For more than three years, Mr. MacArthur has largely made his name by fighting for the federal government to fulfill its responsibility to victims of Hurricane Sandy in 2012. That endeared him to constituents who are still struggling to rebuild their lives. Sandwiched between the Philadelphia suburbs and the retirement communities of the Jersey Shore, his district was hit hard by the storm, which left tens of thousands of buildings damaged or destroyed.
On Wednesday, though, protesters lined up for hours in the late afternoon sun to vent their frustrations with Mr. MacArthur. Some held signs that bore his likeness with the words “I took your health care” emblazoned on his forehead — right where Representative Nancy Pelosi of California, the Democratic leader, had warned Republicans their plan would be “tattooed.”
A hostile crowd assailed Mr. MacArthur, who by turns pleaded for respect and fell silent, a smile frozen on his face as attendees shouted over him. A man who identified himself as a resident of Fort Pleasant expressed concern about what would happen if he lost his job and Gov. Chris Christie opted out of the law’s protections.
“That’s a problem, and this is your amendment, sir,” the man said. “You brought it back from the dead. It’s yours. You own it.”
After a vow to take everyone’s questions, Mr. MacArthur’s town hall stretched on for more than four hours.
It was a sobering conclusion to a victory lap that started with backslaps in the White House Rose Garden shortly after the House’s 217-213 vote. As his fellow Republicans grinned and shook hands with a beaming President Trump, Mr. MacArthur quietly slipped in on stage left.
After half an hour of jubilant thank-you speeches, Mr. MacArthur recounted the profound effect of watching his father struggle to pay off his mother’s medical bills years after her death.
“I watched him all my life working three jobs to pay off medical bills because he had no insurance when my mother died of cancer when I was 4,” Mr. MacArthur said at the time. “He paid those bills off when I was in college.”
Mr. MacArthur reluctantly revealed in news media interviews another motivator behind his commitment to health care: the death, decades ago, of his 11-year-old daughter, who was born with a rare neurological disorder.
Their painful experience with the health care system gave Mr. MacArthur, who had a 28-year career in insurance, an appreciation for the struggles of other families.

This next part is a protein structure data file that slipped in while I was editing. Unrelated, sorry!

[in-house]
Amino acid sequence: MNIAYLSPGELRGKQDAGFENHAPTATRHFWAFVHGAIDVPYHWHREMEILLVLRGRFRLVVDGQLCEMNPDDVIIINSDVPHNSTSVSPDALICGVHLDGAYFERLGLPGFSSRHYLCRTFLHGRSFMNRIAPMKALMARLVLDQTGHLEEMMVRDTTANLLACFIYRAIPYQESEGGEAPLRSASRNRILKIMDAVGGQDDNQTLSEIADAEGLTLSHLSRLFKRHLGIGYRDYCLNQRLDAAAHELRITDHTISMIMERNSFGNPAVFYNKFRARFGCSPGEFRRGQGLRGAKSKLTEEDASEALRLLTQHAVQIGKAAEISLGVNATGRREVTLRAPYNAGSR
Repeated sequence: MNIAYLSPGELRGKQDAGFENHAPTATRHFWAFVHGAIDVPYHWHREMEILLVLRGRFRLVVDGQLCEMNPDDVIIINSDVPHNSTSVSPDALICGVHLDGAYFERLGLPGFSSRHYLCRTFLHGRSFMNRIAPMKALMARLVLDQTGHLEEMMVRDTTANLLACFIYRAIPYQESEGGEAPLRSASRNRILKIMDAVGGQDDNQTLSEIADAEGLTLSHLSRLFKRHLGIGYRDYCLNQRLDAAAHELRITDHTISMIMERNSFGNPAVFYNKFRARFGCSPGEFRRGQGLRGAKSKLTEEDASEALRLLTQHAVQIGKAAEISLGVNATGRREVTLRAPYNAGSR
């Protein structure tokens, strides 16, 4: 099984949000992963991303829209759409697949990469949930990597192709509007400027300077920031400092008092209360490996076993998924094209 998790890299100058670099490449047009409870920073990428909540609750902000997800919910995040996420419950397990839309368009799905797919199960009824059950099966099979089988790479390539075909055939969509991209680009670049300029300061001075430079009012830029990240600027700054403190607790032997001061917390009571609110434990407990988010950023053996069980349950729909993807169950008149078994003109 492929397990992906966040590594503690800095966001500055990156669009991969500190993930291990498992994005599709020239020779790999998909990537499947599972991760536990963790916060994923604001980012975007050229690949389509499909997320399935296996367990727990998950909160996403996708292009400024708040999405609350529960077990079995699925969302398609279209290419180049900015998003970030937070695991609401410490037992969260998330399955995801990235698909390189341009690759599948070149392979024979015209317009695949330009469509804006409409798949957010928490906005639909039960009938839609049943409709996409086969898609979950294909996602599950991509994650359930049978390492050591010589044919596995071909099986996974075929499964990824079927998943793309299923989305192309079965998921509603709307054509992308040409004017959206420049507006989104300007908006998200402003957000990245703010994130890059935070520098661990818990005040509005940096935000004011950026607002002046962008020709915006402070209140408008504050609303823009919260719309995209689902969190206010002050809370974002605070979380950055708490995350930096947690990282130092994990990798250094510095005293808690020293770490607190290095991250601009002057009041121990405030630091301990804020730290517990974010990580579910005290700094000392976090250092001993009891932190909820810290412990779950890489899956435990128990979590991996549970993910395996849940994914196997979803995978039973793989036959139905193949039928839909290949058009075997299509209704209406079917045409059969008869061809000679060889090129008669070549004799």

“How do you negotiate with a hospital who just did surgery on your daughter, but you’re questioning how a two-hour surgery can cost 15 or 20 thousand dollars?” he said in an interview Wednesday. “I was in that boat.”
“That’s tough for him to bring up, but I think it’s necessary for him to do that,” said Mark Aussicker, a longtime colleague and friend who attended the funeral for Mr. MacArthur’s daughter. “He’s doing that just to help people understand he’s been there, too, to some degree.”
But his attempts to paint himself as a relatable, sympathetic figure have seemingly fallen flat. Even a longtime local newspaper columnist, Tom Moran, who once bonded with Mr. MacArthur over his own son’s death, savaged him for having made the bill “even more brutal.”
While Mr. Obama won Mr. MacArthur’s swing district twice, Mr. Trump carried it in 2016, making it no easy pickup as Democrats seek to take back the House. But the Republican health care plan has provided an opening for Democrats, who had little early success against Mr. MacArthur.
As soon as the details of Mr. MacArthur’s amendment emerged, the Democratic Congressional Campaign Committee released digital ads in 30 districts to “educate voters” — reserving a five-figure buy for Mr. MacArthur’s.
“He was already in a vulnerable position this cycle, and the fact that he was willing to rip away protections for people with pre-existing conditions is a game-changer for our ability to compete in this district,” said Meredith Kelly, the D.C.C.C. spokeswoman.
Mr. MacArthur’s decision to negotiate with the hard-right House Freedom Caucus, the other cluster of “no” votes on the first version of the Republican health care plan, irked many of his fellow moderates, many of whom worried that the final version lacked protections for Americans with pre-existing conditions. Representatives Frank A. LoBiondo, Leonard Lance and Christopher H. Smith, also of New Jersey, voted against it.
With Senate Republicans making no secret of their intention to rewrite the bill, the question is whether Mr. MacArthur traded his moderate credentials for doomed legislation.
“If they send back any bill at all,” Representative Charlie Dent, Republican of Pennsylvania said, “it will be in a form that will likely be rejected by those who were just appeased in the House in order to move the first bill.”
Mr. MacArthur is among a small group of Republicans holding town halls during this one-week recess. Some have already faced their own crowds and were often drowned out by boos as they tried to explain their stances.
As protesters waved a skeleton outside, Mr. MacArthur acknowledged that he was not expecting to change minds.
“I don’t think I’ll convince people necessarily, but they deserve to know where I’m coming from, they deserve to know how I think about things,” he said. “They deserve to be able to tell me what they think.”